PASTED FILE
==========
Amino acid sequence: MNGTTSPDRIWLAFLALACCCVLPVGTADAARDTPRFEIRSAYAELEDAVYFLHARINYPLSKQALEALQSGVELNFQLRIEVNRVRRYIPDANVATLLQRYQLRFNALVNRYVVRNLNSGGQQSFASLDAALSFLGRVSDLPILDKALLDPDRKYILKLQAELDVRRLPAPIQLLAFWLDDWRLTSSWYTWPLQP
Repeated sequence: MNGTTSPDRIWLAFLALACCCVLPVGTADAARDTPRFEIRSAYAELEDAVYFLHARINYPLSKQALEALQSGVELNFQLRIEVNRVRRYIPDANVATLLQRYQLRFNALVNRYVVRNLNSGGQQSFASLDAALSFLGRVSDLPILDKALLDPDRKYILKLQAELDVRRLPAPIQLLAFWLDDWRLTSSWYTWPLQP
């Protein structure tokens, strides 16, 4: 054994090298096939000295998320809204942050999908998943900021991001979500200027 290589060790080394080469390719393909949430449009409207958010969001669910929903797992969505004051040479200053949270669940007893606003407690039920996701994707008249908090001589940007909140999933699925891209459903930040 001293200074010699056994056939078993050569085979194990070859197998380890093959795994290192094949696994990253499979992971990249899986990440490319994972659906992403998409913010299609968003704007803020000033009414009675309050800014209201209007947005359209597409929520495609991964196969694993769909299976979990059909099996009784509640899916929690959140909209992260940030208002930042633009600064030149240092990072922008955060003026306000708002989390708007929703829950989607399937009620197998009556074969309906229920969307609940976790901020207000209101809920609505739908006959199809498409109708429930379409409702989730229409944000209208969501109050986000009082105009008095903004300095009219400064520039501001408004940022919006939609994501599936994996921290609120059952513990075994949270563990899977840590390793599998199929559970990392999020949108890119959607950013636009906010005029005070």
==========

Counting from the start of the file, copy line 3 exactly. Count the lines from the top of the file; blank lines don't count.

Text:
């Protein structure tokens, strides 16, 4: 054994090298096939000295998320809204942050999908998943900021991001979500200027 290589060790080394080469390719393909949430449009409207958010969001669910929903797992969505004051040479200053949270669940007893606003407690039920996701994707008249908090001589940007909140999933699925891209459903930040 001293200074010699056994056939078993050569085979194990070859197998380890093959795994290192094949696994990253499979992971990249899986990440490319994972659906992403998409913010299609968003704007803020000033009414009675309050800014209201209007947005359209597409929520495609991964196969694993769909299976979990059909099996009784509640899916929690959140909209992260940030208002930042633009600064030149240092990072922008955060003026306000708002989390708007929703829950989607399937009620197998009556074969309906229920969307609940976790901020207000209101809920609505739908006959199809498409109708429930379409409702989730229409944000209208969501109050986000009082105009008095903004300095009219400064520039501001408004940022919006939609994501599936994996921290609120059952513990075994949270563990899977840590390793599998199929559970990392999020949108890119959607950013636009906010005029005070």